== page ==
Legendary film music composer, Hans Zimmer, drew over a million fans to arenas, stadiums and open-air concerts for his spectacular Hans Zimmer Live European Tour, his first large-scale arena tour since the COVID-19 pandemic. The award winning composer performed live on stage, joined by an orchestra, band and choir, to perform hits from favourite films as well as new material in two hours of reimagined arrangements. For the first time on a Zimmer tour, a KLANG immersive in-ear monitor system was deployed, delivering previously unattainable space in the monitor mix and also finding favour at front of house.
Sound Designer and FOH Engineer, Colin Pink, was faced with the challenge of creating more space in a mix consisting of over 200 channels of audio. The band itself comprised 20 multi-instrumentalists, along with the orchestral string and brass section, all supplemented with pre-recorded tracks. Additionally, two full drum kits and two percussionists accounted for over 50 channels alone.
“With this density of material, it seemed that for the band’s in-ear monitoring KLANGwould be the only viable option,” said Pink. “It’s the only system that allows you to easily spread the sources around the sound field, giving the space in the mix that the performers need. We also incorporated a binaural head as an audience mic to help retain a natural perspective for the band. Monitor Engineer, Maurizio Gennari, found that he was able to give the band all the information they needed, with enough space to make it feel open and relaxed.”
Maurizio requested the KLANG:konductor to cope with his large amount of channels and mixes, also opting for two MADI cards to interface the system with his Quantum 7. “The KLANG system was easy to set up and I’ve found it very intuitive,” he noted. “I was using a DiGiCo Quantum 7 console, as was Colin, which is the perfect match. Its integration and all the onboard KLANG-ready features made it very easy. I will definitely use it again.”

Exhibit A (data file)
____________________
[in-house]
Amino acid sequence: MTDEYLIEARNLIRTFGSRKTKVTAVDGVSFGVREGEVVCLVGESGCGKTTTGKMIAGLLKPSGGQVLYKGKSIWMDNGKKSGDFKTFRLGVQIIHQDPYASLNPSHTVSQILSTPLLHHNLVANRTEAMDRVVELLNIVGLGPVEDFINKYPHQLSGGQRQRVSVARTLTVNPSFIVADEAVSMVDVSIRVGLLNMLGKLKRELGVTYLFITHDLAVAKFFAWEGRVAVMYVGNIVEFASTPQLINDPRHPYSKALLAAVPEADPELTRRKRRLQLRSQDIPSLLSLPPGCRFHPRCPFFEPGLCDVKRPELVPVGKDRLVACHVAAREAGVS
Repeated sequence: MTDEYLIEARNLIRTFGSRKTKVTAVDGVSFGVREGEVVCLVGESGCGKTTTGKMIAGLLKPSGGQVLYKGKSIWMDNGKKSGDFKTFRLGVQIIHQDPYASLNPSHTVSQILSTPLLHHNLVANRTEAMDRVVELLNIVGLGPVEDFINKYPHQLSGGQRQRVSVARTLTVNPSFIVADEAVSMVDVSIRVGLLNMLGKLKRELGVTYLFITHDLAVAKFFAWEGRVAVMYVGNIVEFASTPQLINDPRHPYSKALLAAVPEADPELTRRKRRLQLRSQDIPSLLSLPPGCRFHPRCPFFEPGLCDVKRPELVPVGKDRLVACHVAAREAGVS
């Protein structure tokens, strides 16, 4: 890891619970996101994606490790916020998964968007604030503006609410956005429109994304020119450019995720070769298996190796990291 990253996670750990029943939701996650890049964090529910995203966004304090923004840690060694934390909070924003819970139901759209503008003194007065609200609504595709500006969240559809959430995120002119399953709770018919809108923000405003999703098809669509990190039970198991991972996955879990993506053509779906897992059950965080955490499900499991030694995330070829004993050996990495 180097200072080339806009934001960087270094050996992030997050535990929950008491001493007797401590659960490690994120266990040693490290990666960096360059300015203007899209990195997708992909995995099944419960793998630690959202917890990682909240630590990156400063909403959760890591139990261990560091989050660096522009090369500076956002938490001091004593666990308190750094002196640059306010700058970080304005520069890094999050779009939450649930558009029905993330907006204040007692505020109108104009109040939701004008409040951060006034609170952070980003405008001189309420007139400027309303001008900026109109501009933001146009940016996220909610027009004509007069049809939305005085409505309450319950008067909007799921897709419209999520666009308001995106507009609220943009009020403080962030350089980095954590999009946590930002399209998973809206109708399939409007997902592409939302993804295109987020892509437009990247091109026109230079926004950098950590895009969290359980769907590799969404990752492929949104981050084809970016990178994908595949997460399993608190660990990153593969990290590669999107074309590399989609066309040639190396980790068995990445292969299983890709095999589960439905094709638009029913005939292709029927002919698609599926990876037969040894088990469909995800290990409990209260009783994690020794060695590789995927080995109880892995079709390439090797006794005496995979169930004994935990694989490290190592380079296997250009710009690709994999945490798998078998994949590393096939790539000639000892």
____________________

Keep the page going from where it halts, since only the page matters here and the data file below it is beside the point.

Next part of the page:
With KLANG working so well at monitors, Colin wondered if there would be any benefits to using it as an effect at FOH. The answer was a definitive ‘Yes!’, so a DMI-KLANGwas installed in his Quantum 7. Taking direct outs from his playback channels into the KLANG System, he returned the binaural mix to his playback group. This allowed him to spread the different playback stems around in different ways. He found that strings and choir worked very well when spread very wide, whilst keeping the percussion narrower, which helped give him the space he needed within the mix.
“You have to be quite subtle with it,” he noted. “But when used with less percussive sources, KLANG works very well at widening the image and creating a full and spacious mix. It is a very useful tool when you have a very densely arranged score.”
Hans Zimmer will return to European stages in April 2023 and will take in 15 countries, including new stops in Portugal, Spain, Slovakia and Germany. “I will certainly be using KLANG again on the next tour,” Colin concluded. “I imagine it will become an integral part of my workflow in the future.”